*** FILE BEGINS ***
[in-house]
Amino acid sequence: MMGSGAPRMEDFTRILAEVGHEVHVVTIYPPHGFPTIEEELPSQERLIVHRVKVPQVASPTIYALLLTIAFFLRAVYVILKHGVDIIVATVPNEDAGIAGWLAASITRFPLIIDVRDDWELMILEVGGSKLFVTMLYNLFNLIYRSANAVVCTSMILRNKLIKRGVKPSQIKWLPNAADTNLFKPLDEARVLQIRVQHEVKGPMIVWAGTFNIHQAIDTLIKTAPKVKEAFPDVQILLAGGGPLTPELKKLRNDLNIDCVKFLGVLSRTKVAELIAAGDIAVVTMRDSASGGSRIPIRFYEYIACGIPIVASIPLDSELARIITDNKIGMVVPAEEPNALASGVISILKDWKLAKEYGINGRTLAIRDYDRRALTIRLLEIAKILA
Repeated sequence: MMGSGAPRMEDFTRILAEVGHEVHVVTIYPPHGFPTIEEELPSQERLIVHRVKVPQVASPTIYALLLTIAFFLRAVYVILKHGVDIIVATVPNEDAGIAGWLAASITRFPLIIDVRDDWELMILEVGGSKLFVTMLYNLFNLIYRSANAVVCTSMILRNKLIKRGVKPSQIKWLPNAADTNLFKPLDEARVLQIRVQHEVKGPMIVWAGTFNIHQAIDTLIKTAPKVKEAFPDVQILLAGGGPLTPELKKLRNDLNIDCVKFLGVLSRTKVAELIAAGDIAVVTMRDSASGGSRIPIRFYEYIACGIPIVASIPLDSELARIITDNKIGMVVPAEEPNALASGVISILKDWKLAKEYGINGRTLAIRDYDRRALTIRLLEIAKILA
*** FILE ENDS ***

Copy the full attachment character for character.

[in-house]
Amino acid sequence: MMGSGAPRMEDFTRILAEVGHEVHVVTIYPPHGFPTIEEELPSQERLIVHRVKVPQVASPTIYALLLTIAFFLRAVYVILKHGVDIIVATVPNEDAGIAGWLAASITRFPLIIDVRDDWELMILEVGGSKLFVTMLYNLFNLIYRSANAVVCTSMILRNKLIKRGVKPSQIKWLPNAADTNLFKPLDEARVLQIRVQHEVKGPMIVWAGTFNIHQAIDTLIKTAPKVKEAFPDVQILLAGGGPLTPELKKLRNDLNIDCVKFLGVLSRTKVAELIAAGDIAVVTMRDSASGGSRIPIRFYEYIACGIPIVASIPLDSELARIITDNKIGMVVPAEEPNALASGVISILKDWKLAKEYGINGRTLAIRDYDRRALTIRLLEIAKILA
Repeated sequence: MMGSGAPRMEDFTRILAEVGHEVHVVTIYPPHGFPTIEEELPSQERLIVHRVKVPQVASPTIYALLLTIAFFLRAVYVILKHGVDIIVATVPNEDAGIAGWLAASITRFPLIIDVRDDWELMILEVGGSKLFVTMLYNLFNLIYRSANAVVCTSMILRNKLIKRGVKPSQIKWLPNAADTNLFKPLDEARVLQIRVQHEVKGPMIVWAGTFNIHQAIDTLIKTAPKVKEAFPDVQILLAGGGPLTPELKKLRNDLNIDCVKFLGVLSRTKVAELIAAGDIAVVTMRDSASGGSRIPIRFYEYIACGIPIVASIPLDSELARIITDNKIGMVVPAEEPNALASGVISILKDWKLAKEYGINGRTLAIRDYDRRALTIRLLEIAKILA